Film Document and the Myth of Horst Wessel: A Sampler of Nazi Propaganda
- Film & History: An Interdisciplinary Journal of Film and Television Studies
- Center for the Study of Film and History
- Volume 5, Number 3, September 1975
- pp. 16-18
- Additional Information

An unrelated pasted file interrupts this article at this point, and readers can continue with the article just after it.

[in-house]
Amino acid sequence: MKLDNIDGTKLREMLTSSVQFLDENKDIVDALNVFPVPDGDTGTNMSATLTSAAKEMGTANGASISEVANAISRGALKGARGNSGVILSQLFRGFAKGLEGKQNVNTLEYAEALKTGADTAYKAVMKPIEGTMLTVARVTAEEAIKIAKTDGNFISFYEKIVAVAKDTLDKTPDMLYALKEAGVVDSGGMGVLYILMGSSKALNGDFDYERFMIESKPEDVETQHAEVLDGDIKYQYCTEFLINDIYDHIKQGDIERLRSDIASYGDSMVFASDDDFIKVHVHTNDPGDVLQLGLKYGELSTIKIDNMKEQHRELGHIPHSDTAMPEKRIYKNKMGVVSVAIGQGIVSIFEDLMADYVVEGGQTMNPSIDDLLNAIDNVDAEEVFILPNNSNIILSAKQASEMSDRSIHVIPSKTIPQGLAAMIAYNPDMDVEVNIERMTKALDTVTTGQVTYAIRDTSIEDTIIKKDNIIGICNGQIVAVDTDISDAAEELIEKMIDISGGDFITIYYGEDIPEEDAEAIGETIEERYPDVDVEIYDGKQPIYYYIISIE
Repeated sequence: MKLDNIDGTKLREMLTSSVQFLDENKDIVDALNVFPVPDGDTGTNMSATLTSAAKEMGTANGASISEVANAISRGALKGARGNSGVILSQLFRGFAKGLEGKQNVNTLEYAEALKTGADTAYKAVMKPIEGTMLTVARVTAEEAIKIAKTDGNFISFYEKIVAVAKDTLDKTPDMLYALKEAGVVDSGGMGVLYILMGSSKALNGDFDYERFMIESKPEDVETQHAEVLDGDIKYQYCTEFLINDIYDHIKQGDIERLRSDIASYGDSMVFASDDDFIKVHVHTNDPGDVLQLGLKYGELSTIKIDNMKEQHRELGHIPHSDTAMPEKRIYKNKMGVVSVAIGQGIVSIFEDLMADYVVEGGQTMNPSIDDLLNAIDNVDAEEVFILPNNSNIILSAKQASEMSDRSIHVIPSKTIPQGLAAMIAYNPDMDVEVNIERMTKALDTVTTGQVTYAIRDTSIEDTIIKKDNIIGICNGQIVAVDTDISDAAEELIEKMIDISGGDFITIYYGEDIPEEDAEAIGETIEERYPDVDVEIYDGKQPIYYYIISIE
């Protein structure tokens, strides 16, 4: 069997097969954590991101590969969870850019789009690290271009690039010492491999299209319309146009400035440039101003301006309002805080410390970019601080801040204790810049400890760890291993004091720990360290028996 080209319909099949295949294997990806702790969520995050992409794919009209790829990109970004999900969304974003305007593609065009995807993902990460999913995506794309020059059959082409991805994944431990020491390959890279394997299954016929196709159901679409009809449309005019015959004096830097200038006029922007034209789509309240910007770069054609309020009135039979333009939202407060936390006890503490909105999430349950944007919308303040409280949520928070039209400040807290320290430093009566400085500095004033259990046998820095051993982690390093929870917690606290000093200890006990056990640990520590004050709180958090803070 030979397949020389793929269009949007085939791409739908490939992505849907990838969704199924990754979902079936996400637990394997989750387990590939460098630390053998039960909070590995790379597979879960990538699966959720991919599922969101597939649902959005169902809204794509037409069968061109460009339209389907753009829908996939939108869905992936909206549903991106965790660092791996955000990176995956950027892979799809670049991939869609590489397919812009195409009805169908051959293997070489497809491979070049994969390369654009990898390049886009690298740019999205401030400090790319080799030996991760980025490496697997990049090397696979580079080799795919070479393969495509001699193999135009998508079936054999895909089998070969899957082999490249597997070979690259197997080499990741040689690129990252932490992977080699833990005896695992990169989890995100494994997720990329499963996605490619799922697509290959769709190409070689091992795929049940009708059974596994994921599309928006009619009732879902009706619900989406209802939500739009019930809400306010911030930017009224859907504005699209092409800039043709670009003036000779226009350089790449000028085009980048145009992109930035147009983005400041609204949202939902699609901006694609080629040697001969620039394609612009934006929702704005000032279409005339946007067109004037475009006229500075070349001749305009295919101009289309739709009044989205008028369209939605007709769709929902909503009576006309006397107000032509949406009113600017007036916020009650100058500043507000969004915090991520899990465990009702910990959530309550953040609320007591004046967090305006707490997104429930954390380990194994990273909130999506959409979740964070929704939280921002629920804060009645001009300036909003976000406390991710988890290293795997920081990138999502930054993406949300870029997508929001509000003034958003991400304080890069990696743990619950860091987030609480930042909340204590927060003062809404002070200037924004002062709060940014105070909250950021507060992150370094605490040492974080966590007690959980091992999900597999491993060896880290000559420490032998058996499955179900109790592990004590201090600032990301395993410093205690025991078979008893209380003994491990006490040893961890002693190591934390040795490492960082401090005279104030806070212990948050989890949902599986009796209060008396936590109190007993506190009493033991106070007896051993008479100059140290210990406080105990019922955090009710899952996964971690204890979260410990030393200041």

FILM DOCUMENT AND THE MYTH OF HORST WESSEL: A SAMPLER OF NAZI PROPAGANDA LINDLEY P, HANLON Excerpts from three Nazi films, distributed by the Museum of Modern Art as their Propaganda Program II (27 min: $25; in German with no subtitles) provide excellent materials for courses dealing with the film as document, the myth and style of National Socialism, and the types, content, and form of German propaganda films. The film clips specifically illustrate the national myth built around Horst Wessel , a minor party member murdered in 1930. A newsreel clip of the actual funeral of Horst Wessel appears in Blutendes Deutschland, "the film of the national uprising." This first of the Nazi films was produced in 1933 by Terra Film Kunst, directed by Johannes Haussler, and released just two months after Hitler was made Chancellor (see Museum of Modern Art "Program Notes"). Students might be asked to determine what qualities of this film make it appear to be an authentic document (jostling and blocking of the camera, spectators who gaze at the lens, the natural quality of action during the procession and burial, the presence of uniformed officials, the use of the simple narrative lines of the event, the uneven texture of the stock) and which qualities call the authenticity of the document into question and suggest subtle manipulation (the interpretive narration which continues over the visual material, the solemn funeral music, the deliberately slow pace of the editing, the sentimental, cinematic coda and an overall attempt to evoke an emotional response). It becomes clear finally that rather than analyzing the complex political facts of the events, the narrator interprets the events, pointing out important members of the procession, speaking of the importance of Wessel to the Party, and of the eternal importance of his self-sacrifice as a call to the living to rout out Communist traitors Lindley P. Hanlon is a graduate student in Cinema Studies at New York University. 16 and villains. A final cut to a Nazi flag, accompanied by the Horst Wessel Song, further connects the single incident with the symbol of the Party as a whole. In the same year Horst Wessel 's story received more sophisticated treatment in a feature film Hans Westmar, Einer von Vielen (1933-34) which can be used to study the magnification and distortion of facts which the propagandists gradually undertook. In this second film excerpt, Wessel 's funeral has become a solemn, state occasion with ranks of faithful followers and squadrons swelling as each shot unfolds. High-angle long shots of masses of party men, two, short, close-up tracking shots past the end of a line of men, and a proliferation of Nazi flags are premonitions of the style Leni Riefenstahl would exploit in Triumph of the Will (1934-36). Intercut with mass shots are close-ups here and there to identify actors who play Wessel's parents and watchful girlfriend, giving a slick, narrative cast to a political message. There are significantly larger numbers and better organized processions of funeral carriages than were present in the newsreel footage of the actual funeral. Supporting the image of fighting anarchists, capped men disrupt the procession that SA men must control. No such violence was evident in the newsreel footage. Similar to the waving flag at the end of Blutendes Deutschland is the figure of Wessel's ghost walking along the clouds with a flag and a few shots later accompanying the marching men. Goebbels' call to action receives direct, visual translation: "He is marching within our ranks." More and more marchers join the thousands. Finally a group of Communists with fists raised gradually extend their arms into a Nazi salute. A superimposed figure in medium shot raises his hand also, staring out as if transfixed by the message of the Party. Again the transition to allegiance with the Party is given concise visual form. The third film, Fur Uns, was produced by the National Socialist Party in 1937 as a tribute to Hitler. Its style, derived from Triumph of the Will , shows to what extent the cult of heroism surrounding Horst Wessel had been eclipsed by Hitler's own myth builders and their stress on formal structures...